Friday, January 9, 2015

Stephen L. Carter ― Don't Give the Charlie Hebdo Attackers What They Want

When we condemn terror as a sort of madness, we refuse to look with a clear eye at the way the enemy is thinking. The enemy is not making the same mistake. He studies us, working out our weaknesses and our fears.

via Bloomberg View

Stephen L. Carter, a Bloomberg View columnist, is a professor of law at Yale University, where he teaches courses on contracts, professional responsibility, ethics in literature, intellectual property, and the law and ethics of war.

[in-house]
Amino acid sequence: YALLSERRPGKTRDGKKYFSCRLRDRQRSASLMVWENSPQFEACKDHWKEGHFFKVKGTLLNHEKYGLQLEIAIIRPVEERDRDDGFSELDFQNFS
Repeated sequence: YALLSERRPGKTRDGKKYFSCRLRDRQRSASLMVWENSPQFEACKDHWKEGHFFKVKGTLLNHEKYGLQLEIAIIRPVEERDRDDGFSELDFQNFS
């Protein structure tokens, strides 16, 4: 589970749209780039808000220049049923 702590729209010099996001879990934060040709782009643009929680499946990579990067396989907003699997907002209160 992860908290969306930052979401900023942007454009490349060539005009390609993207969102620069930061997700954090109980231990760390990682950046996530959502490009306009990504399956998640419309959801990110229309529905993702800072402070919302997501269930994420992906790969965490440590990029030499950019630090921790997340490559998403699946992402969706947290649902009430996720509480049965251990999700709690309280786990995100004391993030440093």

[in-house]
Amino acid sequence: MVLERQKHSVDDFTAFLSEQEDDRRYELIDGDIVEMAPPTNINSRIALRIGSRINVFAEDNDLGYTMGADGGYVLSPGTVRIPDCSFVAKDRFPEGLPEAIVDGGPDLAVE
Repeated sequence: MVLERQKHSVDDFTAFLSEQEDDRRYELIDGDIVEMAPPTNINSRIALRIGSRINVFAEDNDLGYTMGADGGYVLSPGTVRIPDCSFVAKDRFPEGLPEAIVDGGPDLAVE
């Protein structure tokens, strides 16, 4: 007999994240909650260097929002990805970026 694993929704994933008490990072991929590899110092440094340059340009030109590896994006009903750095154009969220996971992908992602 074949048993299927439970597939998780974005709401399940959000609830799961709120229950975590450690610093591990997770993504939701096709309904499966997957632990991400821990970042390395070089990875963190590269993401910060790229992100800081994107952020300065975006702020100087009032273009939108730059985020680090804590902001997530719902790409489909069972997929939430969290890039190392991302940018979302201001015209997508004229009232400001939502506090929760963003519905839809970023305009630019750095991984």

A decade or so ago, in his book “Terror and Liberalism,” the social critic Paul Berman derided the West for repeatedly making the conceptual error of refusing to understand “that, from time to time, mass political movements do get drunk on the idea of slaughter.” Our mistake, he wrote, is “expecting the world to act in sensible ways” -- that is, “without mystery, self-contradiction, murk, or madness.”

But terrorism isn’t madness. That’s the true lesson that the West keeps refusing to learn. The terrorist isn’t irrational. Evil, yes; irrational, no. So although most of the world surely agrees with President Barack Obama’s condemnation of the fatal shooting at the offices of Charlie Hebdo as “senseless attacks against innocent civilians,” it’s useful to remember that to the terrorist, the attacks aren’t senseless, and the civilians aren’t innocent.

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